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Report: Chinese billionaire and a Redding, California family own hundreds of thousands of acres of Oregon timberland

About 33,000 acres of the Oregon land owned by Chinese billionaire Tianqiao Chen and his investment firm is west of Bend, near the Deschutes National Forest.
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Courtesy of Oregon Department of Forestry
About 33,000 acres of the Oregon land owned by Chinese billionaire Tianqiao Chen and his investment firm is west of Bend, near the Deschutes National Forest.

A Chinese billionaire and a Redding, California timber family have become among the largest private landowners in the U.S. following major purchases of Oregon forests.

Those findings come from The Land Report, a magazine that details annually the top 100 private landowners in the U.S. Its most recent report was published Jan. 9.

The magazine’s research team found that Sierra Pacific Industries’ 2021 acquisition of 175,000 acres of forestland and mills, through its buyout of a family-owned timber company in Douglas County, made the Redding, California based Emmerson Family the largest private landowner in the U.S. The family, which owns Sierra Pacific, has 2.4 million acres of forests logged for timber in Oregon, California and Washington.

The report also found that a Chinese billionaire and entrepreneur, Tianqiao Chen, became the second largest foreign owner of U.S. land following the purchase, through his investment company, of nearly 200,000 acres of forestland in Klamath and Deschutes counties nearly a decade ago. The Irving family of Canada is the largest foreign landowner, with more than 1.2 million acres of timberland in Maine.

Chen’s fortune comes from an online gaming company he founded in 1999 called Shanda Interactive Entertainment.

Chen’s stake in Oregon has drawn the ire of U.S. Rep. Lori Chavez-DeRemer, an Oregon Republican, who expressed concern over Chen’s membership in the Chinese Communist Party.

“Foreign ownership of United States’ land by our adversaries is a serious problem that has rightfully sparked unease among farmers, ranchers and foresters across the country,” Chavez-DeRemer said in a news release last Friday. “I’m deeply concerned that a member of the Chinese Communist Party owns tens of thousands of forestland acres – one of our most precious and finite resources – in my district.”

Chavez-DeRemer is among several members of Congress who have proposed legislation during the last year that would limit the purchase of U.S. land by foreigners, especially from China.

Chen and his investment company said in a news release Tuesday that they did not try to hide the purchase of Oregon land. The company’s communications director, Jason Reindorp, said in an email to the Capital Chronicle that they asked the U.S. Treasury Department’s Committee on Foreign Investment to review the purchase before it was made.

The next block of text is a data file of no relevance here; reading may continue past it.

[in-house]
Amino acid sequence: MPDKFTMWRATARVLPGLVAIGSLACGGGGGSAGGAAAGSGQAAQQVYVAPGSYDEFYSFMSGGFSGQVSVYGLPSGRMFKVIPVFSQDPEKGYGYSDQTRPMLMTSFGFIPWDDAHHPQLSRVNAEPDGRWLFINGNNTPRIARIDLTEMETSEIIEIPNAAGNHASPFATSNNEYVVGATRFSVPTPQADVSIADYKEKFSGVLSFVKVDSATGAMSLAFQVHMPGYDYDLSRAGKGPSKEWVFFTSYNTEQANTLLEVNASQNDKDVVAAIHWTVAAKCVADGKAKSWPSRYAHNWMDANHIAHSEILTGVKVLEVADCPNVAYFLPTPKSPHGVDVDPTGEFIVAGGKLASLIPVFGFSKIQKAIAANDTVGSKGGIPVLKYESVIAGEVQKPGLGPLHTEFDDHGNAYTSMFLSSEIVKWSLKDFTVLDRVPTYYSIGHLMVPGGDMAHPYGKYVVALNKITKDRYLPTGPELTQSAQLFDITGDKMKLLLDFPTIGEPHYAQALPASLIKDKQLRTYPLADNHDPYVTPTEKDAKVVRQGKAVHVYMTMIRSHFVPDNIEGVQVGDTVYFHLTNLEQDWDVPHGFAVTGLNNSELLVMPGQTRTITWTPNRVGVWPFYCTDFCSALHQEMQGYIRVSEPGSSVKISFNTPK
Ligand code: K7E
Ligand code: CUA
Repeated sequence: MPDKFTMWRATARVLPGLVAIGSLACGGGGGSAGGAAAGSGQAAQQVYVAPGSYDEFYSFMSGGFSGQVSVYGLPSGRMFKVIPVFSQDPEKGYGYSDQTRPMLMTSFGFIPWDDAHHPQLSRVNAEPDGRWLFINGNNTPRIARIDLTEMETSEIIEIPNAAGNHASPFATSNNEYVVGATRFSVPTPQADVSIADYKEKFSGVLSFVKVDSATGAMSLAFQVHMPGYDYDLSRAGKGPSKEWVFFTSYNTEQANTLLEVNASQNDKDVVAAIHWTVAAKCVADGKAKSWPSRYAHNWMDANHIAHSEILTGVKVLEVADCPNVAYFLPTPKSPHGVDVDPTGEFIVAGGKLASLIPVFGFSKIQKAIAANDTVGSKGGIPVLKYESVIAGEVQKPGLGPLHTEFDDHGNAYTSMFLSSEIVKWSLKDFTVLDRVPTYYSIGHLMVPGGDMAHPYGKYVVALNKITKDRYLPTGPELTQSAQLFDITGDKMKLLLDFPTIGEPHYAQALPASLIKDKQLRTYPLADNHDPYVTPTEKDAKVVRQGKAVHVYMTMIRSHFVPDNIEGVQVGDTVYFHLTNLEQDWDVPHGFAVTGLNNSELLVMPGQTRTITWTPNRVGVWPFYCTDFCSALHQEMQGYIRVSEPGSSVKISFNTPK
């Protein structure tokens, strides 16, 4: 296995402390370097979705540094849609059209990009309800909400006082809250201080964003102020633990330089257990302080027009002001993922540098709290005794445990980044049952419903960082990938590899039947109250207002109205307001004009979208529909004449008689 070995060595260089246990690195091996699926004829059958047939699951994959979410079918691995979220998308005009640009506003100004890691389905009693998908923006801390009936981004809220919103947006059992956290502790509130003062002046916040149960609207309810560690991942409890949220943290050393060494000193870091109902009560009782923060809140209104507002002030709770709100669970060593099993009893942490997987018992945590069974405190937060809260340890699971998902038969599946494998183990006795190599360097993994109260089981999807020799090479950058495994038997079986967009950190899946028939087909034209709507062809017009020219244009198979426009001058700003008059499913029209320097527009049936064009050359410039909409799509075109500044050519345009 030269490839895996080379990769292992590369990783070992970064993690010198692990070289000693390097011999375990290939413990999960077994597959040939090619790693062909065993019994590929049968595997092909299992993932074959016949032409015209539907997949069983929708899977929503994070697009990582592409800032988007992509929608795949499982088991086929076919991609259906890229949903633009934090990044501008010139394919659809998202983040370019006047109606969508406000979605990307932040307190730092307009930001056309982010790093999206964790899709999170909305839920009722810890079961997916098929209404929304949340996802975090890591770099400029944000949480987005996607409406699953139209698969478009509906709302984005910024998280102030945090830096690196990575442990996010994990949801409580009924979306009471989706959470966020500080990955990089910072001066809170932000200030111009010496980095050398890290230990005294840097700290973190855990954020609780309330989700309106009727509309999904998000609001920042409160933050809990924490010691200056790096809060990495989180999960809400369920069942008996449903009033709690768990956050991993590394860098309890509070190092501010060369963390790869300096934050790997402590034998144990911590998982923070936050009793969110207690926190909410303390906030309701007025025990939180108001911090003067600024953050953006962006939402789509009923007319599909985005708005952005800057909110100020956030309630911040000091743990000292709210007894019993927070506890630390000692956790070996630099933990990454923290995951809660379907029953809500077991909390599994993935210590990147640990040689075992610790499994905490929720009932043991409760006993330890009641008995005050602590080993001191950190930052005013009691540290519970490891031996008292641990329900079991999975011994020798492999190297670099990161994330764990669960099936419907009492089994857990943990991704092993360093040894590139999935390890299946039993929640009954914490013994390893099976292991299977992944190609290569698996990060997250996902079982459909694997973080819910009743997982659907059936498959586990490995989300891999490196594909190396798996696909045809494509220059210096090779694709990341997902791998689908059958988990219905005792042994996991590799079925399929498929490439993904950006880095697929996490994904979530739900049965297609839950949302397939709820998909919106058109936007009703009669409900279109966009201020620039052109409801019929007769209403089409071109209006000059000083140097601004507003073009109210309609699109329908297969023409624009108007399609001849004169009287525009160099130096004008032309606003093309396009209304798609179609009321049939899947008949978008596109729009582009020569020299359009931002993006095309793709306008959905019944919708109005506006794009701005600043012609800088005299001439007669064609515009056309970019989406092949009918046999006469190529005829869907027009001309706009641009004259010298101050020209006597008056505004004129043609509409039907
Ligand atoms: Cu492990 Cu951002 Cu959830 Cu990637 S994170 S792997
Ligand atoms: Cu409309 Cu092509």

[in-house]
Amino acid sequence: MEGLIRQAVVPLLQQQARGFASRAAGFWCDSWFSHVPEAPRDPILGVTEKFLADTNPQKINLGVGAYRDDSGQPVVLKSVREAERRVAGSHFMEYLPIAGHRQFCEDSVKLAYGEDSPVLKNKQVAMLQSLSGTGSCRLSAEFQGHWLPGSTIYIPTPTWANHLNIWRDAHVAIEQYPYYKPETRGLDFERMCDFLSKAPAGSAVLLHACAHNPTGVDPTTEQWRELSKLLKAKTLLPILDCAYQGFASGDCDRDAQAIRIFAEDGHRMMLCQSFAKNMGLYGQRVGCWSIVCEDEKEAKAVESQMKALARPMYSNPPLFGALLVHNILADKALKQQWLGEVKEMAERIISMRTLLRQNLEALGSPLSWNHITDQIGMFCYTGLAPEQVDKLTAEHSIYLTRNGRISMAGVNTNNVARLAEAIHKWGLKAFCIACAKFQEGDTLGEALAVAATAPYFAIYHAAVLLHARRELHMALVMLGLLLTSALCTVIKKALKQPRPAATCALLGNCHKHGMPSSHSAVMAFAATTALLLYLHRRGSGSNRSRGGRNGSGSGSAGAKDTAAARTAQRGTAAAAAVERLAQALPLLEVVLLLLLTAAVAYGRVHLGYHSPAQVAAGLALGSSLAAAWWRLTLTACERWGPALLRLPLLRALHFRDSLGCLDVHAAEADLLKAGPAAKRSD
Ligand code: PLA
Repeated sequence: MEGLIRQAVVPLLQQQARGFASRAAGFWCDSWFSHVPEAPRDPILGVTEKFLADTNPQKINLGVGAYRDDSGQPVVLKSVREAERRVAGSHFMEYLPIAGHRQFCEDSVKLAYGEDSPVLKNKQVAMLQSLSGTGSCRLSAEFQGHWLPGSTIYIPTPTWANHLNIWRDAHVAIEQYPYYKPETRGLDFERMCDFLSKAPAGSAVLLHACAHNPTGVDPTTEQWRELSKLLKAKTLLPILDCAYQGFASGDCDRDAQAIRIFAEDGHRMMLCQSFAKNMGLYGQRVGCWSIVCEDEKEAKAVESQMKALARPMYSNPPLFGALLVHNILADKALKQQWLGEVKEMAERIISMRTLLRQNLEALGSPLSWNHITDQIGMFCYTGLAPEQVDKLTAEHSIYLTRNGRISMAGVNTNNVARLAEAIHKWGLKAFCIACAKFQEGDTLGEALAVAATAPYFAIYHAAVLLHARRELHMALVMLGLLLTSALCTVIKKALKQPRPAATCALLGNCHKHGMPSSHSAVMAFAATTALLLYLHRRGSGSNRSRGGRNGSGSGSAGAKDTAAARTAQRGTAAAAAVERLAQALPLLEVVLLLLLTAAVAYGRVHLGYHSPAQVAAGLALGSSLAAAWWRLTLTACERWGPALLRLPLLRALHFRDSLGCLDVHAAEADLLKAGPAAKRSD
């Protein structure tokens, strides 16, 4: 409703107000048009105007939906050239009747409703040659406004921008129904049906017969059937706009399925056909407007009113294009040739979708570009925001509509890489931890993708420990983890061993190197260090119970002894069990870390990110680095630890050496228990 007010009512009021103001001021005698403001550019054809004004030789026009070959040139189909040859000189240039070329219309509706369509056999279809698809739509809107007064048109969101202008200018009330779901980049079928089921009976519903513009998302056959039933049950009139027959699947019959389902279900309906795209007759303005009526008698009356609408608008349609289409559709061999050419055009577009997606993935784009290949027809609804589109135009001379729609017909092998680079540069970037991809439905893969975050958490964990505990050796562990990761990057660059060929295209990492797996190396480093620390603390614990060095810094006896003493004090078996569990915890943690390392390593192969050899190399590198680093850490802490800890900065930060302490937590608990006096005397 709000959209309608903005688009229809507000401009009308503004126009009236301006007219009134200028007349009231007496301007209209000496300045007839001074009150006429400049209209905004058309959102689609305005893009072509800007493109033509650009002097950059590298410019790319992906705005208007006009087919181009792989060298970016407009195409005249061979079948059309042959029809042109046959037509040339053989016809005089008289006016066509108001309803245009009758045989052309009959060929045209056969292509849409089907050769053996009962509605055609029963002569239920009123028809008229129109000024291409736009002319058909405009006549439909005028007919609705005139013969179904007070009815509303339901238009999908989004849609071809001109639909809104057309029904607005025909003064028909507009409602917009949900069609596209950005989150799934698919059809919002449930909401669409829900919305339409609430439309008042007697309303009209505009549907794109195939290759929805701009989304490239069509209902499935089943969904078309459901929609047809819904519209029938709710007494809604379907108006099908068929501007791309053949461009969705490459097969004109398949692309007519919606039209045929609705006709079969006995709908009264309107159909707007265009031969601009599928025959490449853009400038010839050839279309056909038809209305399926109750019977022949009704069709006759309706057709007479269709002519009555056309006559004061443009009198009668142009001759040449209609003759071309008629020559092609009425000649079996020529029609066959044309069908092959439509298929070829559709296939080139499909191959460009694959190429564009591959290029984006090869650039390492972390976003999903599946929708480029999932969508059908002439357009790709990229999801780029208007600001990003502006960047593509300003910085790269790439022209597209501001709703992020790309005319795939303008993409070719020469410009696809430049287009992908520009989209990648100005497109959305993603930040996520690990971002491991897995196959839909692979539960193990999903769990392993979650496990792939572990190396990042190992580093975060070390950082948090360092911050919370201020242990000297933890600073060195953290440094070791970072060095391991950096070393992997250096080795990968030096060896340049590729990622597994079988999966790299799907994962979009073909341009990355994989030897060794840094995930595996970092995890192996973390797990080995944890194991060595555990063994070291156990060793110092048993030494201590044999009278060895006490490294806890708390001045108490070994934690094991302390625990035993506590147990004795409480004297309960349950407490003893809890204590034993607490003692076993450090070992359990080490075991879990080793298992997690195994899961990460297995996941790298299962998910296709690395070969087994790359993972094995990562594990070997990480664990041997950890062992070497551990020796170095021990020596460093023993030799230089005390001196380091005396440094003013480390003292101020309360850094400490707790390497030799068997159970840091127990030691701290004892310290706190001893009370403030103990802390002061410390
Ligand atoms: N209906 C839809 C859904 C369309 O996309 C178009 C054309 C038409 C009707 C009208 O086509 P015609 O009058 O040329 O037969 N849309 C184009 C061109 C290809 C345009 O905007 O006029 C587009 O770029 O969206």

“They determined there were absolutely no national security concerns,” Reindorp said.

Foreigners own more than 43 million acres of agricultural land in the U.S., or about 3.4% of the nation’s agricultural land, according to data from the U.S. Department of Agriculture. About half of that foreign-owned land – more than 19 million acres – is classified as forestland, according to an analysis of USDA data by the American Farm Bureau Federation.

Chinese owners make up less than 1% of foreign-owned acreage in the U.S., according to the USDA. Canadians are the largest foreign investors in U.S. agricultural land, owning about one-third of those 43 million acres. Much of that is forestland in Maine, according to the department.

Canadian acquisition

Eric O’Keefe, editor-in-chief of The Land Report, said researchers became aware of Chen’s holdings this year after they learned of his 2018 purchase of 500,000 acres in Ontario, Canada from another person on The Land Report’s top 100 list. That led them to search for Chen’s other North American holdings.

The nearly 200,000 Oregon acres were originally purchased in 2015 by an investment firm called Whitefish Cascade Forest Resource, which Chen’s wife and co-founder, Chrissy Luo, registered as an Oregon business in 2014, according to filings from the Oregon Secretary of State’s office. Whitefish paid $85 million to buy the land from Fidelity National Financial Ventures, another investment firm. Whitefish was renamed Shanda Asset Management in 2017, according to Oregon tax filings. Chen is its CEO.

Chen is 82nd on The Land Report’s top 100 list, which includes all landowners, regardless of nationality.

O’Keefe said Chen has taken a low-key approach to his acquisitions. Fidelity announced the purchase by Whitefish in a 2015 press release and that was that.

“Such a low-key approach is standard operating procedure with large portfolios of institutional-grade landholdings in timberland, farmland and ranchland,” O’Keefe said in an email.

Chen’s large holdings on the list could shrink in the coming year. He’s been trying for several years to sell about 33,000 acres of his Oregon forestland west of Bend. The current price is about $95 million.

The Oregon Capital Chronicle is a professional, nonprofit news organization. We are an affiliate of States Newsroom, a national 501(c)(3) nonprofit supported by grants and a coalition of donors and readers. The Capital Chronicle retains full editorial independence, meaning decisions about news and coverage are made by Oregonians for Oregonians.

Alex Baumhardt covers education and the environment for the Oregon Capital Chronicle. Before that she was a national radio producer focusing on education for American Public Media for four years. She has reported from the Arctic to the Antarctic for national and international media, and from Minnesota and Oregon for The Washington Post.